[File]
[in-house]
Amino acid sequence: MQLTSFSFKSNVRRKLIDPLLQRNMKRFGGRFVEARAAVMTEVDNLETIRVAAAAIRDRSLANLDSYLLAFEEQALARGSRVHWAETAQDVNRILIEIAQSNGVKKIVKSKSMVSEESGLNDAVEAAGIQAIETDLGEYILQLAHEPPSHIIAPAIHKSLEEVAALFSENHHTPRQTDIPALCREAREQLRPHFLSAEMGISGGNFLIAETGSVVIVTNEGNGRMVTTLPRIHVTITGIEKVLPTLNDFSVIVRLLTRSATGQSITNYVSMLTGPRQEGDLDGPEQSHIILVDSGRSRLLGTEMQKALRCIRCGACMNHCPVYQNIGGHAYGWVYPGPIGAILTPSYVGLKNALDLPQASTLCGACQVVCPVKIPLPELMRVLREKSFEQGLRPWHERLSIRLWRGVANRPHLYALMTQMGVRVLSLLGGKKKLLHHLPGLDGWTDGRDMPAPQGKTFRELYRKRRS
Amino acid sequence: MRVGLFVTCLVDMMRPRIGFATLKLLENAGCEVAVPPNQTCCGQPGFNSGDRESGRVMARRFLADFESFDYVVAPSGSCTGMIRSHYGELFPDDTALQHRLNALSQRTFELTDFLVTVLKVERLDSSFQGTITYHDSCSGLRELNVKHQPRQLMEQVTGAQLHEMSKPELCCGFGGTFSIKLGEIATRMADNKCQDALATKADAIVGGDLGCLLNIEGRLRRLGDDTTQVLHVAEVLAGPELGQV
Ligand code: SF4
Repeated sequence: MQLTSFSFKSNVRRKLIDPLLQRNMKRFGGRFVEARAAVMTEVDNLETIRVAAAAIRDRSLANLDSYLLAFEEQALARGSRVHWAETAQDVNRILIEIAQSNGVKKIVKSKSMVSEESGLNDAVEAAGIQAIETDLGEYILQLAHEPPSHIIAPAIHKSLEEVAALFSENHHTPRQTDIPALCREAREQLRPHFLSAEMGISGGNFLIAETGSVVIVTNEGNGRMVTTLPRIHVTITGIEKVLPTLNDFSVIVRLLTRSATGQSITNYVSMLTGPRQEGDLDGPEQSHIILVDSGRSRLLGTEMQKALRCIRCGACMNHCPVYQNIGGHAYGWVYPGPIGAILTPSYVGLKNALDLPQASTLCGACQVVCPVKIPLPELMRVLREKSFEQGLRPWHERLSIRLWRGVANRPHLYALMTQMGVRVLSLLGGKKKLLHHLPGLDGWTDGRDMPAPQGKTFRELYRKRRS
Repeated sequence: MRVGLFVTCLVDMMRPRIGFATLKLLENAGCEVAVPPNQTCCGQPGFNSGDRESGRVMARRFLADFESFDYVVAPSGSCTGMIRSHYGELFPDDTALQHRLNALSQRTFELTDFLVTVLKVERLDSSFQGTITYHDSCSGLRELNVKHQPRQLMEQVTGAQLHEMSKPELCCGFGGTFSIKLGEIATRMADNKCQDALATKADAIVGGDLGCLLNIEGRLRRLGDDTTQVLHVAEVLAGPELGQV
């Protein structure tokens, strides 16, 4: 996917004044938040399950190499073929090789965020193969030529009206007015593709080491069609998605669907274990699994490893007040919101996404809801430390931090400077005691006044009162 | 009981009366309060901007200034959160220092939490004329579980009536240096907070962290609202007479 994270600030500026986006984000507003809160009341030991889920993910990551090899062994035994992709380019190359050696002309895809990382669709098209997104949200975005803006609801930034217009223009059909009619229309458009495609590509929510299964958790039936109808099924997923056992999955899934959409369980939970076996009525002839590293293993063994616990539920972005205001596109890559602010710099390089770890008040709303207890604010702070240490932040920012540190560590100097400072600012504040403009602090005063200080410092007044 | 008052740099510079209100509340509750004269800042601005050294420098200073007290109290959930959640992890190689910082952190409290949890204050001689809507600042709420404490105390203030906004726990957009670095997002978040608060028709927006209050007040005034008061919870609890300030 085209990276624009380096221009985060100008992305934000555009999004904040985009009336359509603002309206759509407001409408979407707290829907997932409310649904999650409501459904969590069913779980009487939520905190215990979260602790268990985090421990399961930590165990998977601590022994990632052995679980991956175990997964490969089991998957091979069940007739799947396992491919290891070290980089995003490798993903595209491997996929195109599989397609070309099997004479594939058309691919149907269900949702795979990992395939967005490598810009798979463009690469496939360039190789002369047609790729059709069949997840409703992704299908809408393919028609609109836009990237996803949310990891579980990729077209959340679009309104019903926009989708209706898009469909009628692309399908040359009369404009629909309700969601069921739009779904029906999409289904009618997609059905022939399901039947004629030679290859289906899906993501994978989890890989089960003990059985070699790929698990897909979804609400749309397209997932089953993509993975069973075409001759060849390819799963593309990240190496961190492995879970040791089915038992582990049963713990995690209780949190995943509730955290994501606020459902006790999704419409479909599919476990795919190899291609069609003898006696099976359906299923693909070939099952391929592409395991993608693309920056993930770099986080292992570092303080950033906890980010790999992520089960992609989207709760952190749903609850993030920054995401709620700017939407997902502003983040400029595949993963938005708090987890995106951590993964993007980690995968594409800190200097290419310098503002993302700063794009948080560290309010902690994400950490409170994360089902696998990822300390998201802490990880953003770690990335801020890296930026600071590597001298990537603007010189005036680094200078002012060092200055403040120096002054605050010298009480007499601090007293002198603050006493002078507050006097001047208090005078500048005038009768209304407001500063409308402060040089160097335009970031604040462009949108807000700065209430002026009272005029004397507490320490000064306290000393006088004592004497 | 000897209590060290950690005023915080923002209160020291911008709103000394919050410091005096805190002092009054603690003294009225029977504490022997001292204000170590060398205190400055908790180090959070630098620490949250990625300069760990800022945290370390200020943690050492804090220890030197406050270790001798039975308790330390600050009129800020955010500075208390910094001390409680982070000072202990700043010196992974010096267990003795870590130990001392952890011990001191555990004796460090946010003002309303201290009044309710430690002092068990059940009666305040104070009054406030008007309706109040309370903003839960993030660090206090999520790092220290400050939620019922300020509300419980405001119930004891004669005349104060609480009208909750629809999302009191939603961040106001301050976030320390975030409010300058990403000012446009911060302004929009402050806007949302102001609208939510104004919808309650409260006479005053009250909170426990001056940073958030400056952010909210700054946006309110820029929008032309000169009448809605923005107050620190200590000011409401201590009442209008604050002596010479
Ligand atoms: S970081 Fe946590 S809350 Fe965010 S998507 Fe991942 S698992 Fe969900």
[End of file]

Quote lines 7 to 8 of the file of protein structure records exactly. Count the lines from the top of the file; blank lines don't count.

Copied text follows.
């Protein structure tokens, strides 16, 4: 996917004044938040399950190499073929090789965020193969030529009206007015593709080491069609998605669907274990699994490893007040919101996404809801430390931090400077005691006044009162 | 009981009366309060901007200034959160220092939490004329579980009536240096907070962290609202007479 994270600030500026986006984000507003809160009341030991889920993910990551090899062994035994992709380019190359050696002309895809990382669709098209997104949200975005803006609801930034217009223009059909009619229309458009495609590509929510299964958790039936109808099924997923056992999955899934959409369980939970076996009525002839590293293993063994616990539920972005205001596109890559602010710099390089770890008040709303207890604010702070240490932040920012540190560590100097400072600012504040403009602090005063200080410092007044 | 008052740099510079209100509340509750004269800042601005050294420098200073007290109290959930959640992890190689910082952190409290949890204050001689809507600042709420404490105390203030906004726990957009670095997002978040608060028709927006209050007040005034008061919870609890300030 085209990276624009380096221009985060100008992305934000555009999004904040985009009336359509603002309206759509407001409408979407707290829907997932409310649904999650409501459904969590069913779980009487939520905190215990979260602790268990985090421990399961930590165990998977601590022994990632052995679980991956175990997964490969089991998957091979069940007739799947396992491919290891070290980089995003490798993903595209491997996929195109599989397609070309099997004479594939058309691919149907269900949702795979990992395939967005490598810009798979463009690469496939360039190789002369047609790729059709069949997840409703992704299908809408393919028609609109836009990237996803949310990891579980990729077209959340679009309104019903926009989708209706898009469909009628692309399908040359009369404009629909309700969601069921739009779904029906999409289904009618997609059905022939399901039947004629030679290859289906899906993501994978989890890989089960003990059985070699790929698990897909979804609400749309397209997932089953993509993975069973075409001759060849390819799963593309990240190496961190492995879970040791089915038992582990049963713990995690209780949190995943509730955290994501606020459902006790999704419409479909599919476990795919190899291609069609003898006696099976359906299923693909070939099952391929592409395991993608693309920056993930770099986080292992570092303080950033906890980010790999992520089960992609989207709760952190749903609850993030920054995401709620700017939407997902502003983040400029595949993963938005708090987890995106951590993964993007980690995968594409800190200097290419310098503002993302700063794009948080560290309010902690994400950490409170994360089902696998990822300390998201802490990880953003770690990335801020890296930026600071590597001298990537603007010189005036680094200078002012060092200055403040120096002054605050010298009480007499601090007293002198603050006493002078507050006097001047208090005078500048005038009768209304407001500063409308402060040089160097335009970031604040462009949108807000700065209430002026009272005029004397507490320490000064306290000393006088004592004497 | 000897209590060290950690005023915080923002209160020291911008709103000394919050410091005096805190002092009054603690003294009225029977504490022997001292204000170590060398205190400055908790180090959070630098620490949250990625300069760990800022945290370390200020943690050492804090220890030197406050270790001798039975308790330390600050009129800020955010500075208390910094001390409680982070000072202990700043010196992974010096267990003795870590130990001392952890011990001191555990004796460090946010003002309303201290009044309710430690002092068990059940009666305040104070009054406030008007309706109040309370903003839960993030660090206090999520790092220290400050939620019922300020509300419980405001119930004891004669005349104060609480009208909750629809999302009191939603961040106001301050976030320390975030409010300058990403000012446009911060302004929009402050806007949302102001609208939510104004919808309650409260006479005053009250909170426990001056940073958030400056952010909210700054946006309110820029929008032309000169009448809605923005107050620190200590000011409401201590009442209008604050002596010479
Ligand atoms: S970081 Fe946590 S809350 Fe965010 S998507 Fe991942 S698992 Fe969900």